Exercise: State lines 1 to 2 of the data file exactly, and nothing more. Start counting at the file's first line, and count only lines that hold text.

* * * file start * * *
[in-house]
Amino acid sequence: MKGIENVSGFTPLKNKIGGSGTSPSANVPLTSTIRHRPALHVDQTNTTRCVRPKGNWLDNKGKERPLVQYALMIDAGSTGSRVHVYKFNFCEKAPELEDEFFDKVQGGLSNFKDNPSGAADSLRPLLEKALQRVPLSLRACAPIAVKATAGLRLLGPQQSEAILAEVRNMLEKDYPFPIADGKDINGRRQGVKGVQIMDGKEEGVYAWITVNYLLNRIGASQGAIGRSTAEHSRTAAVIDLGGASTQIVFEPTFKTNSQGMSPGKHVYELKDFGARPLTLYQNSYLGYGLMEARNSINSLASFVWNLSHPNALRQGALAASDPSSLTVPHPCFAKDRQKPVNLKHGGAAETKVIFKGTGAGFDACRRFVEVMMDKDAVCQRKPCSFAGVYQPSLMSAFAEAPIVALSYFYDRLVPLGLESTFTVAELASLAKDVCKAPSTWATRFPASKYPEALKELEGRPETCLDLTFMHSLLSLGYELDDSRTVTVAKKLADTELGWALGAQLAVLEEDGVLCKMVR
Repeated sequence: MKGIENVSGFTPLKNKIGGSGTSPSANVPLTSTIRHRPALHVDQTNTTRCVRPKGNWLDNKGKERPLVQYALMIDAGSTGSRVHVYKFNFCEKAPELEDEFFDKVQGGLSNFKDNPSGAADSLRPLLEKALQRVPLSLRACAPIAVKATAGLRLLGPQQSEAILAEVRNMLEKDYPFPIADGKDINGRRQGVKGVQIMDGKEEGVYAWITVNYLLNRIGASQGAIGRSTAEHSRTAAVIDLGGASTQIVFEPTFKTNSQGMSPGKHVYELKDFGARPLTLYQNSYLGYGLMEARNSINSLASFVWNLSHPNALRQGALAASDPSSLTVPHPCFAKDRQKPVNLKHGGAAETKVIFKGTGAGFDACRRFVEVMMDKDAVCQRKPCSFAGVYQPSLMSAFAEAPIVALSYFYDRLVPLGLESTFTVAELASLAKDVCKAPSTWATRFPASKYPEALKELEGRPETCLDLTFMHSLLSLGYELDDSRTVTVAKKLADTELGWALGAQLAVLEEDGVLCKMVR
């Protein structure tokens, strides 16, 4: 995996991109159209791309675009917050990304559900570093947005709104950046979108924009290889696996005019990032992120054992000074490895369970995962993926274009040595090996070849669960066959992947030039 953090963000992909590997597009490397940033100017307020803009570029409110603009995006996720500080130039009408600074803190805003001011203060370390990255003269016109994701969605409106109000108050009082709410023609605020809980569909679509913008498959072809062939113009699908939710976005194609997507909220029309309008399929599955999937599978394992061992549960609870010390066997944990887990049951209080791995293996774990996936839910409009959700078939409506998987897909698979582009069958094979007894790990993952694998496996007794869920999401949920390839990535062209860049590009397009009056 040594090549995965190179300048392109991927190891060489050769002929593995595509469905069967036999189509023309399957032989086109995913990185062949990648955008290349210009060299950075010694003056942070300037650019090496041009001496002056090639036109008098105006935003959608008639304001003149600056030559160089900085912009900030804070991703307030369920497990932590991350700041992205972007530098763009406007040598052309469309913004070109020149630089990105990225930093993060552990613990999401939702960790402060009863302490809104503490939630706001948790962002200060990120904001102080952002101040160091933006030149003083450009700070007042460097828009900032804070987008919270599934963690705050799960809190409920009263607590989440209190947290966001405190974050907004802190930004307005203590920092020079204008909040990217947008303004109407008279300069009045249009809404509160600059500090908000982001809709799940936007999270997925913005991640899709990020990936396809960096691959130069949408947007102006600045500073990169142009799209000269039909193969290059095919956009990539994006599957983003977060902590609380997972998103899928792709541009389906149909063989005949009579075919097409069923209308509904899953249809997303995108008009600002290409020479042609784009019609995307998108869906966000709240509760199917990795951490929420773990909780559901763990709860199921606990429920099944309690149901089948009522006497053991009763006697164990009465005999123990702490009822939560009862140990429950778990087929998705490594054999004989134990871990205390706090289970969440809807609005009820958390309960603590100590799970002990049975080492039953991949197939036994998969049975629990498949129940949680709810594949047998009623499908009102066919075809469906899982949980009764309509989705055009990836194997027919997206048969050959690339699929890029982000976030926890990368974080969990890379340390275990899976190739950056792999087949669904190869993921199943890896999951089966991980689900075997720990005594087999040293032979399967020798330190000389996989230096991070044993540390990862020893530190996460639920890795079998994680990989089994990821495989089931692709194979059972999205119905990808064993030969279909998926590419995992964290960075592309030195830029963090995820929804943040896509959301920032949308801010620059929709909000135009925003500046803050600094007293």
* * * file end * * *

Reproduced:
[in-house]
Amino acid sequence: MKGIENVSGFTPLKNKIGGSGTSPSANVPLTSTIRHRPALHVDQTNTTRCVRPKGNWLDNKGKERPLVQYALMIDAGSTGSRVHVYKFNFCEKAPELEDEFFDKVQGGLSNFKDNPSGAADSLRPLLEKALQRVPLSLRACAPIAVKATAGLRLLGPQQSEAILAEVRNMLEKDYPFPIADGKDINGRRQGVKGVQIMDGKEEGVYAWITVNYLLNRIGASQGAIGRSTAEHSRTAAVIDLGGASTQIVFEPTFKTNSQGMSPGKHVYELKDFGARPLTLYQNSYLGYGLMEARNSINSLASFVWNLSHPNALRQGALAASDPSSLTVPHPCFAKDRQKPVNLKHGGAAETKVIFKGTGAGFDACRRFVEVMMDKDAVCQRKPCSFAGVYQPSLMSAFAEAPIVALSYFYDRLVPLGLESTFTVAELASLAKDVCKAPSTWATRFPASKYPEALKELEGRPETCLDLTFMHSLLSLGYELDDSRTVTVAKKLADTELGWALGAQLAVLEEDGVLCKMVR